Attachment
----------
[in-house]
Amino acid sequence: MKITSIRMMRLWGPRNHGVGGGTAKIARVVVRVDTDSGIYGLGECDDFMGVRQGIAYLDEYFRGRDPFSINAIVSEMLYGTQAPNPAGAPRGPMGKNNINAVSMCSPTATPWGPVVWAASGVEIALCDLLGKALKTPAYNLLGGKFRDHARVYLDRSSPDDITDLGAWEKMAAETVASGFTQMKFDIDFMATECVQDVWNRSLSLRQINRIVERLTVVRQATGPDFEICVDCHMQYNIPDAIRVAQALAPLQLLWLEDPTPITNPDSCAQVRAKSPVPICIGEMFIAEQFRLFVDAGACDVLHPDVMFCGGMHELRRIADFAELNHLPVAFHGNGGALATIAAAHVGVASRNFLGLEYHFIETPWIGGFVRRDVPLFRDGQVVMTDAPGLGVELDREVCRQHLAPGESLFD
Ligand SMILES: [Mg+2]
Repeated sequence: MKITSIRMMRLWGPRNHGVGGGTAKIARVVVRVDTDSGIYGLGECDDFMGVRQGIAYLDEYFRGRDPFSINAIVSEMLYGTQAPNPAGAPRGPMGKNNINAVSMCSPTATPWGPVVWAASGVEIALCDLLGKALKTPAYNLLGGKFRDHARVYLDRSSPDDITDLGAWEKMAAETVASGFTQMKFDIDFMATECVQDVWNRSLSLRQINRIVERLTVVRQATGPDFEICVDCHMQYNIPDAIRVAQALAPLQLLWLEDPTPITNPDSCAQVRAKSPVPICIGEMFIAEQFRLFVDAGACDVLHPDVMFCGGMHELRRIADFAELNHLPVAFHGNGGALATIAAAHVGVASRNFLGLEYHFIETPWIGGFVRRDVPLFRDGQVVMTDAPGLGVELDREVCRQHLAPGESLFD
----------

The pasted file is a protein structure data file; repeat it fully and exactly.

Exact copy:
[in-house]
Amino acid sequence: MKITSIRMMRLWGPRNHGVGGGTAKIARVVVRVDTDSGIYGLGECDDFMGVRQGIAYLDEYFRGRDPFSINAIVSEMLYGTQAPNPAGAPRGPMGKNNINAVSMCSPTATPWGPVVWAASGVEIALCDLLGKALKTPAYNLLGGKFRDHARVYLDRSSPDDITDLGAWEKMAAETVASGFTQMKFDIDFMATECVQDVWNRSLSLRQINRIVERLTVVRQATGPDFEICVDCHMQYNIPDAIRVAQALAPLQLLWLEDPTPITNPDSCAQVRAKSPVPICIGEMFIAEQFRLFVDAGACDVLHPDVMFCGGMHELRRIADFAELNHLPVAFHGNGGALATIAAAHVGVASRNFLGLEYHFIETPWIGGFVRRDVPLFRDGQVVMTDAPGLGVELDREVCRQHLAPGESLFD
Ligand SMILES: [Mg+2]
Repeated sequence: MKITSIRMMRLWGPRNHGVGGGTAKIARVVVRVDTDSGIYGLGECDDFMGVRQGIAYLDEYFRGRDPFSINAIVSEMLYGTQAPNPAGAPRGPMGKNNINAVSMCSPTATPWGPVVWAASGVEIALCDLLGKALKTPAYNLLGGKFRDHARVYLDRSSPDDITDLGAWEKMAAETVASGFTQMKFDIDFMATECVQDVWNRSLSLRQINRIVERLTVVRQATGPDFEICVDCHMQYNIPDAIRVAQALAPLQLLWLEDPTPITNPDSCAQVRAKSPVPICIGEMFIAEQFRLFVDAGACDVLHPDVMFCGGMHELRRIADFAELNHLPVAFHGNGGALATIAAAHVGVASRNFLGLEYHFIETPWIGGFVRRDVPLFRDGQVVMTDAPGLGVELDREVCRQHLAPGESLFD